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Effects of cooking smoke and environmental tobacco smoke on acute respiratory infections in young Indian children
Authors: Vinod Mishra, Kirk R. Smith, and Robert D. Retherford
Source: Population and Environment, 26(5): 375-396; DOI: 10.1007/s11111-005-0005-y
Topic(s): Child health
Environmental health
Household solid fuel use
Tobacco use
Country: Asia
Published: MAY 2005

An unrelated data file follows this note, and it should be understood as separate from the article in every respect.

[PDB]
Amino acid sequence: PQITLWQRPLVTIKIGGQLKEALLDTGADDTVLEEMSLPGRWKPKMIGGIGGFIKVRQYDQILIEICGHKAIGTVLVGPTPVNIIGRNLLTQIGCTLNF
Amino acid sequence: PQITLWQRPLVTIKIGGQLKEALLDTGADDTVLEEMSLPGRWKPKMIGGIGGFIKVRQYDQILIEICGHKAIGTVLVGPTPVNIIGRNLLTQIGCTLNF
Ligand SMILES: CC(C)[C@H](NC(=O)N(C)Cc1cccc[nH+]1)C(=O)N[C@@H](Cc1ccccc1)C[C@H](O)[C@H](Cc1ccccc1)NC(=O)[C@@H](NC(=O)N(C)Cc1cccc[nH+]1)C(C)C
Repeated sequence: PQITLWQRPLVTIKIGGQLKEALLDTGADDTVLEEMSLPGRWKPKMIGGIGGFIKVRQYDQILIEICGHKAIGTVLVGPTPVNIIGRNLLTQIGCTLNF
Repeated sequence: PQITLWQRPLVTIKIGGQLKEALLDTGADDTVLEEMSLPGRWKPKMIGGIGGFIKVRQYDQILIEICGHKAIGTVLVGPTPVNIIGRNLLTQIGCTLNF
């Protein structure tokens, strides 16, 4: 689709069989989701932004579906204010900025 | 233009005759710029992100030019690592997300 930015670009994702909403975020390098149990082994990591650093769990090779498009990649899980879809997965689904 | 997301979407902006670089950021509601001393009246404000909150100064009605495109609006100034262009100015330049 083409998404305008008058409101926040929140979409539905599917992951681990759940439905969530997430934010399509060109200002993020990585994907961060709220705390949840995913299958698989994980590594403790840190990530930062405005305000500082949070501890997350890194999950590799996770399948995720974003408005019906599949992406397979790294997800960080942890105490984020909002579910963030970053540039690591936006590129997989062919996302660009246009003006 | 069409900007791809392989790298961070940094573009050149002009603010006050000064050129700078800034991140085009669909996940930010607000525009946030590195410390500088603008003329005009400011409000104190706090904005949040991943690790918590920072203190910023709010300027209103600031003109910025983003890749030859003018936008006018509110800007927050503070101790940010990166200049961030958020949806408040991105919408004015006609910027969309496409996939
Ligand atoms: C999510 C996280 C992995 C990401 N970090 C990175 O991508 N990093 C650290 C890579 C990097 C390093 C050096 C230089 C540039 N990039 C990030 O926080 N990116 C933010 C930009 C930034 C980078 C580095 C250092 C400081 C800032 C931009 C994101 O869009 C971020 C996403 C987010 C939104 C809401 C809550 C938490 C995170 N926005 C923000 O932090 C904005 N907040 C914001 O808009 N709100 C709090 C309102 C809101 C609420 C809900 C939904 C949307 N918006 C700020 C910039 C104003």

Abstract: Background Reliance on biomass for cooking and heating exposes many women and young children in developing countries to high levels of air pollution indoors. Environmental tobacco smoke also contributes to this indoor air pollution. This study estimates the effects of these sources of air pollution on acute respiratory infections (ARI) in children below 36 months of age in India. Methods The analysis is based on 29,768 children age 0–35 months included in India’s 1998–1999 National Family Health Survey (NFHS-2). Logistic regression is used to estimate effects. Results In NFHS-2, children living in households using only biomass fuels for cooking or heating are almost twice as likely to have suffered from ARI during the 2 weeks before interview as children in households using cleaner fuels (OR = 1.82; 95% CI: 1.58, 2.09). This effect is somewhat reduced when exposure to environmental tobacco smoke (ETS) and a number of other factors are statistically controlled (OR = 1.58; 95% CI: 1.28, 1.95). With these other variables controlled, children in households using a mix of biomass and cleaner fuels also have a higher risk of ARI than children in households using only cleaner fuels (OR = 1.41; 95% CI: 1.17, 1.70). With controls, the effect of biomass fuel use on ARI is stronger for boys (OR = 1.68; 95% CI: 1.26, 2.23) than for girls (OR = 1.49; 95% CI: 1.11, 2.01). The effect of ETS on ARI is also positive and significant, but smaller when other variables (including type of cooking fuel) are controlled (OR = 1.12; 95% CI: 1.01, 1.23). No modifying effects of cooking smoke and ETS are observed. Conclusions Findings support previous research showing positive effects of cooking smoke and ETS on ARI in young children. The relationship needs to be further investigated using more direct measures of smoke exposure and measures of outcome that are more specific to acute lower respiratory infections (ALRI), which are the most important component of overall ARI from a public health standpoint. Medical subject headings (MeSH) air pollution; indoor; biomass; smoke; environmental tobacco smoke; respiratory tract infections; child; India. Keywords Environmental Tobacco Smoke Acute Respiratory Infection Biomass Fuel Acute Lower Respiratory Infection Clean Fuel